Sustainable Cities: Prospects For The Child




Global development is bringing about major changes and the world’s population has continued to rise astronomically over the last five decades.  Cities are expected to host about 70% of the world’s population by year 2050.  It may be interesting to picture this population growth as presented by research findings — one in four people live in towns or cities.  Furthermore, with the World’s largest cities growing by over 1 million per week: it is estimated that by the year 2025, cities will need to accommodate 4 billion people.  Many of these will be children.


Can you imagine for a minute, the number being 2 billion children?


One third of the population in developed nations are children, while this population is approximately 60% in developing nations.  You can picture where the world is heading.


Given this scenario, life will be predominantly lived in cities.  How this experience is designed will matter so much for the child’s development.  Global cities will likely be the one stop centre for meeting the needs of populations.  Enjoyment of the life is a goal everyone seeks to achieve.  For the child, this is a crucial stage after she/ he is born into the world…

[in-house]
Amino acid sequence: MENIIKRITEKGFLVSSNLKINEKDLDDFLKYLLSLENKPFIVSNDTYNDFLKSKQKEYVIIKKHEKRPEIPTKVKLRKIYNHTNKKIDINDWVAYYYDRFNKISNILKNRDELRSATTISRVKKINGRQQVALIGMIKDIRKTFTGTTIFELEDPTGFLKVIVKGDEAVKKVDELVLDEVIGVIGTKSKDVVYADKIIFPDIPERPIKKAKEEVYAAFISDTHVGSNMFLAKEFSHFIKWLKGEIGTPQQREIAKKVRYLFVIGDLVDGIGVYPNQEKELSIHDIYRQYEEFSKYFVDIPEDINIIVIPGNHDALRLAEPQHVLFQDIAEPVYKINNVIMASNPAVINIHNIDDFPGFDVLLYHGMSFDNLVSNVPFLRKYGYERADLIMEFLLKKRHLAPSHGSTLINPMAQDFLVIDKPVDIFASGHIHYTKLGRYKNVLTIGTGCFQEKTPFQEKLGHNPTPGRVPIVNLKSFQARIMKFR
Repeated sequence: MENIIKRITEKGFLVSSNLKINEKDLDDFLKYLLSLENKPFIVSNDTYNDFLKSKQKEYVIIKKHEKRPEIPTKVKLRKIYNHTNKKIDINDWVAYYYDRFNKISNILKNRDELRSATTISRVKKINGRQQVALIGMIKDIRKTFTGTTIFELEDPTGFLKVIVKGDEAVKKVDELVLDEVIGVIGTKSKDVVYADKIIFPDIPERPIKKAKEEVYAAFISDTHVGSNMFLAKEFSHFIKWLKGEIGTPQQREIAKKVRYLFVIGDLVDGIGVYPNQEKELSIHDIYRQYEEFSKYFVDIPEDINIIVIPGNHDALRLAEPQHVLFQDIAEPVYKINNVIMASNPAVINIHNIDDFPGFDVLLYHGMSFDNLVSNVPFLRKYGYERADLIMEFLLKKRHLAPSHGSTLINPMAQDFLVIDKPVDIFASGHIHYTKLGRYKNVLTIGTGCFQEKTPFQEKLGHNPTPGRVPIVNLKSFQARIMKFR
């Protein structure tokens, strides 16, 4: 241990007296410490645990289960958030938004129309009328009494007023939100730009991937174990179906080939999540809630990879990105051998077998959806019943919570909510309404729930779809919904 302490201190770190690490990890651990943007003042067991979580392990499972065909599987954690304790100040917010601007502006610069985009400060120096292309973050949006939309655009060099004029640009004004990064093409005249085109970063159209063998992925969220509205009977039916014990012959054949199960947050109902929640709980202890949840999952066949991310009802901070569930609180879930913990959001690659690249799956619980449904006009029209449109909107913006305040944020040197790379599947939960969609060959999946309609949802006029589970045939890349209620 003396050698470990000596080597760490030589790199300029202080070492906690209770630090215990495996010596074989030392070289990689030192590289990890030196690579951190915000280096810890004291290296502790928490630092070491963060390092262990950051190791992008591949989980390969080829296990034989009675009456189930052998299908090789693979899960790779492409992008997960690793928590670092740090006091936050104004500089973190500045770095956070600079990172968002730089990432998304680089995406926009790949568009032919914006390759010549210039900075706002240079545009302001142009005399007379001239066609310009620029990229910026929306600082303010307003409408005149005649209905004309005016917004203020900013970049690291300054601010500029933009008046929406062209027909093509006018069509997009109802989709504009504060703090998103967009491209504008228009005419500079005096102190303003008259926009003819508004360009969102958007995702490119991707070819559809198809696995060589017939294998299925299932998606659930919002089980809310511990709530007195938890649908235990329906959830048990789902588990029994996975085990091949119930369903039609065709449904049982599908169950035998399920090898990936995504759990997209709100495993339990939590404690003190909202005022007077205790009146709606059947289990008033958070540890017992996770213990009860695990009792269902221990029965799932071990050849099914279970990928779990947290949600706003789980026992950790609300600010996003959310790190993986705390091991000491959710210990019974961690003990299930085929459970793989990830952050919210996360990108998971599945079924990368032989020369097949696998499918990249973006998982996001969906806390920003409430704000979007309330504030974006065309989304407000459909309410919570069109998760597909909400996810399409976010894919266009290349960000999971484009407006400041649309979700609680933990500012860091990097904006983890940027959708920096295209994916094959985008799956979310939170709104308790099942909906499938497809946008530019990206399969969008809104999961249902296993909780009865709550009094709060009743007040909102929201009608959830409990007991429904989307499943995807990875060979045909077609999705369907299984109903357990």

Creating a sustainable city is key to experiencing maximum enjoyment for the child.  Amidst overcrowded cities with rapidly deteriorating environments and rising urban poverty, opportunity for total child development is threatene d.


The approach adopted to give the child the best experiences at home, school and in the general environment will be very important.  Leadership means creating a city where children can have more active lifestyle that allows for connections with friends and family.  Some of these ways are highlighted by the sustainable cities collectives.  


Promote density and family oriented housing.

This means considering the provision of a whole range of compact forms like town homes, lane way homes, duplexes, low rise apartment and more. The family oriented housing targets specific families with parks and amenities nearby.


Access to schools and child care.

This is key to having schools and child care centers close to where families reside. Access to public transit, walkability – bikeability, cross walks and paved sidewalks are critically important. 


To make these all happen, we must strive to include the voice of the intended beneficiaries.  Children!


Children know what they want and how we can help them reach their goal.  Child participation could be encouraged by consistently seizing opportunities to engage the child.


Let us create a platform for children to participate in deciding the changes they want to see.  Give the child a chance to enjoy life. 


Encourage sustainable cities.



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